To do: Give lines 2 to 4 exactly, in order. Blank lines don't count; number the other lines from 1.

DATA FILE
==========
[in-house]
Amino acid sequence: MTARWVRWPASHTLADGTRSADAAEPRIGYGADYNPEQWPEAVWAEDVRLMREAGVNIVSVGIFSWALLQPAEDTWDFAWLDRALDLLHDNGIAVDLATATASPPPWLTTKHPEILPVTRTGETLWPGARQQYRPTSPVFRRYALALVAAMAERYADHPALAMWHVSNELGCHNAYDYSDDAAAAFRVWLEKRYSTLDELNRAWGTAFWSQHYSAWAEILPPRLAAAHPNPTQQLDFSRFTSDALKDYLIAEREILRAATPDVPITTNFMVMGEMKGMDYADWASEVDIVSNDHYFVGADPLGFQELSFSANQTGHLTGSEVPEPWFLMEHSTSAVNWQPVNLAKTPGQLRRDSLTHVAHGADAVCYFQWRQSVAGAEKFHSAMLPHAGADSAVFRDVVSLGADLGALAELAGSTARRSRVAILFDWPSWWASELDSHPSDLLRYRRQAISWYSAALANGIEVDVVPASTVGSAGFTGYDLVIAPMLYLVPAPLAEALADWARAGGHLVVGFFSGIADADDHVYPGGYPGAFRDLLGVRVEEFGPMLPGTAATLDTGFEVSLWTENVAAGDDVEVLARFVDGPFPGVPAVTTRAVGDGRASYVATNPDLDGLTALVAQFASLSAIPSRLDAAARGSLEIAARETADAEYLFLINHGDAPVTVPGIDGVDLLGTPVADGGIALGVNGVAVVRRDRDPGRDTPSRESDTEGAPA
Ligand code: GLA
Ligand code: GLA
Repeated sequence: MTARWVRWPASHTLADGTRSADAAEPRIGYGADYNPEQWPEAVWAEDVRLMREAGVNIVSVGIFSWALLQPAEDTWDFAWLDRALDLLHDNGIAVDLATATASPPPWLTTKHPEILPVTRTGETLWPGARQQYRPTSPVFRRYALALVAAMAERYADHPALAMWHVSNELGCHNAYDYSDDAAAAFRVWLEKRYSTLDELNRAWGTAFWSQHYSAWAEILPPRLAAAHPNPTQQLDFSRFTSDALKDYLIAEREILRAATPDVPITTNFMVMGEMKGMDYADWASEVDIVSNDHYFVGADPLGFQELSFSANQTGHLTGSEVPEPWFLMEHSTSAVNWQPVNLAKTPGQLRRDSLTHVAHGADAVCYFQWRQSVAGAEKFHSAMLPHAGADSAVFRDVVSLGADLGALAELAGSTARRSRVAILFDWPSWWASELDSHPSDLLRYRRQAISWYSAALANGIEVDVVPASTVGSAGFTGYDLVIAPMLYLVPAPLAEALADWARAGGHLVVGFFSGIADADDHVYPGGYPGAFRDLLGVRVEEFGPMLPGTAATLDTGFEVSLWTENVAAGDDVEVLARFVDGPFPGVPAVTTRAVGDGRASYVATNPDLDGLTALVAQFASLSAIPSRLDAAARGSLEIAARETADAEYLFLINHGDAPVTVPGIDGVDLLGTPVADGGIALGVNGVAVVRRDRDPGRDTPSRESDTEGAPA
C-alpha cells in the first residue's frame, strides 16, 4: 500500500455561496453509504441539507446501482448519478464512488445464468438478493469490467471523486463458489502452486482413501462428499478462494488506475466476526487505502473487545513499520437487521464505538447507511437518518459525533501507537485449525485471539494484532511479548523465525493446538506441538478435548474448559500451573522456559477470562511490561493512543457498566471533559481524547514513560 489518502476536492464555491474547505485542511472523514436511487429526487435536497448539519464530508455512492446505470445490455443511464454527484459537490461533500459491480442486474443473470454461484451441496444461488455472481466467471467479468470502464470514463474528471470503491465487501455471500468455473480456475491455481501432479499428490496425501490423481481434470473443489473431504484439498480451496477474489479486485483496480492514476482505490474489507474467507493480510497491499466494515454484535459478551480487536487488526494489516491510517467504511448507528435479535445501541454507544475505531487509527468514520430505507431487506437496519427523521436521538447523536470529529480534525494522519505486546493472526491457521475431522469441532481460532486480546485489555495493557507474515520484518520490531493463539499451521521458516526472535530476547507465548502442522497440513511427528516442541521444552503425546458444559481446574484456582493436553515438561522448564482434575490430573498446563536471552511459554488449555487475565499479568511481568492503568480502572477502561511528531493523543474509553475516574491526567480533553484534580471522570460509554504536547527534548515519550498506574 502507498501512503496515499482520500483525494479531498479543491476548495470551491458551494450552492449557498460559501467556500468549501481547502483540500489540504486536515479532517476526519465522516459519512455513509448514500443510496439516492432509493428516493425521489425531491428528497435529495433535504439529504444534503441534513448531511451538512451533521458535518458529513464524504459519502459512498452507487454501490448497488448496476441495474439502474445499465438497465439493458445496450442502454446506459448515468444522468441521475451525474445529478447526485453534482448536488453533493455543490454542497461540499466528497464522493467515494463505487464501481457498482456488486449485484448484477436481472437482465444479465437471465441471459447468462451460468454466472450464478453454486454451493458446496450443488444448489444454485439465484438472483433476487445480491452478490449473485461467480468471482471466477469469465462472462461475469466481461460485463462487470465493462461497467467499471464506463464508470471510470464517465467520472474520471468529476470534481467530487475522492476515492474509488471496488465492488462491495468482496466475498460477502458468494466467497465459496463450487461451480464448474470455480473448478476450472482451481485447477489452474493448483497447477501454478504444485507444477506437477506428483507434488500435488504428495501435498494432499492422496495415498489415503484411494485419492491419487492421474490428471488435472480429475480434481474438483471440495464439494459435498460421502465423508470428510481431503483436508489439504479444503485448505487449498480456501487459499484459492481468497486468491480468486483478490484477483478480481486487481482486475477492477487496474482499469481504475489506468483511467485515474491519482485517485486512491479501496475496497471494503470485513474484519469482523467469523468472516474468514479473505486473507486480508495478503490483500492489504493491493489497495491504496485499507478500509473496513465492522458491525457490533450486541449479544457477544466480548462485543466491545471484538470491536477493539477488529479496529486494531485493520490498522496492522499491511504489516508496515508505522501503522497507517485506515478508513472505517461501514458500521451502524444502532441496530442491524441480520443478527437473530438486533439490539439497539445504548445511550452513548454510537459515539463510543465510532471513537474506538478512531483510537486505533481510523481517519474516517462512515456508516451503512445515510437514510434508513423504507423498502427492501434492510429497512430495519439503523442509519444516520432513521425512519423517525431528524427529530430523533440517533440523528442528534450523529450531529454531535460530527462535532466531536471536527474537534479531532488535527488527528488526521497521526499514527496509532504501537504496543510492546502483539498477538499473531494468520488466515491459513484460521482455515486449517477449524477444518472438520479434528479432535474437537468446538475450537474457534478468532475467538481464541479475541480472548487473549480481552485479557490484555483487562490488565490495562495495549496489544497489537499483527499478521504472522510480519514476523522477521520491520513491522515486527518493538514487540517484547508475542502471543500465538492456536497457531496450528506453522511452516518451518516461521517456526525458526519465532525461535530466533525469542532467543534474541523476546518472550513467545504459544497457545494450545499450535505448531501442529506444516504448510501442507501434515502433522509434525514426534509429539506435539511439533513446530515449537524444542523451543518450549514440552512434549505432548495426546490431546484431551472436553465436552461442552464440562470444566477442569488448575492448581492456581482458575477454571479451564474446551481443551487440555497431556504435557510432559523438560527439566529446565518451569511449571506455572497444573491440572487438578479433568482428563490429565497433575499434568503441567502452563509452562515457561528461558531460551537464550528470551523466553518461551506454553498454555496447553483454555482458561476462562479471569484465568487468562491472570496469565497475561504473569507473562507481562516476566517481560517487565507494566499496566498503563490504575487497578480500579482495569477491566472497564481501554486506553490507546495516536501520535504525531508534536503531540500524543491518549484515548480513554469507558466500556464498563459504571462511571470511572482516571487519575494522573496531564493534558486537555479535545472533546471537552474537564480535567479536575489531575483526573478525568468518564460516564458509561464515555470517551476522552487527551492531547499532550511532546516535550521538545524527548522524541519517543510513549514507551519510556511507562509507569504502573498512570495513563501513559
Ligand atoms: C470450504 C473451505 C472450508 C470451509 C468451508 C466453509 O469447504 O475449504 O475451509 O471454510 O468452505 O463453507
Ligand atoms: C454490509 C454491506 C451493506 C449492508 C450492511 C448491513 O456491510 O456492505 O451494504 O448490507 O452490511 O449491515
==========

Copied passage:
Amino acid sequence: MTARWVRWPASHTLADGTRSADAAEPRIGYGADYNPEQWPEAVWAEDVRLMREAGVNIVSVGIFSWALLQPAEDTWDFAWLDRALDLLHDNGIAVDLATATASPPPWLTTKHPEILPVTRTGETLWPGARQQYRPTSPVFRRYALALVAAMAERYADHPALAMWHVSNELGCHNAYDYSDDAAAAFRVWLEKRYSTLDELNRAWGTAFWSQHYSAWAEILPPRLAAAHPNPTQQLDFSRFTSDALKDYLIAEREILRAATPDVPITTNFMVMGEMKGMDYADWASEVDIVSNDHYFVGADPLGFQELSFSANQTGHLTGSEVPEPWFLMEHSTSAVNWQPVNLAKTPGQLRRDSLTHVAHGADAVCYFQWRQSVAGAEKFHSAMLPHAGADSAVFRDVVSLGADLGALAELAGSTARRSRVAILFDWPSWWASELDSHPSDLLRYRRQAISWYSAALANGIEVDVVPASTVGSAGFTGYDLVIAPMLYLVPAPLAEALADWARAGGHLVVGFFSGIADADDHVYPGGYPGAFRDLLGVRVEEFGPMLPGTAATLDTGFEVSLWTENVAAGDDVEVLARFVDGPFPGVPAVTTRAVGDGRASYVATNPDLDGLTALVAQFASLSAIPSRLDAAARGSLEIAARETADAEYLFLINHGDAPVTVPGIDGVDLLGTPVADGGIALGVNGVAVVRRDRDPGRDTPSRESDTEGAPA
Ligand code: GLA
Ligand code: GLA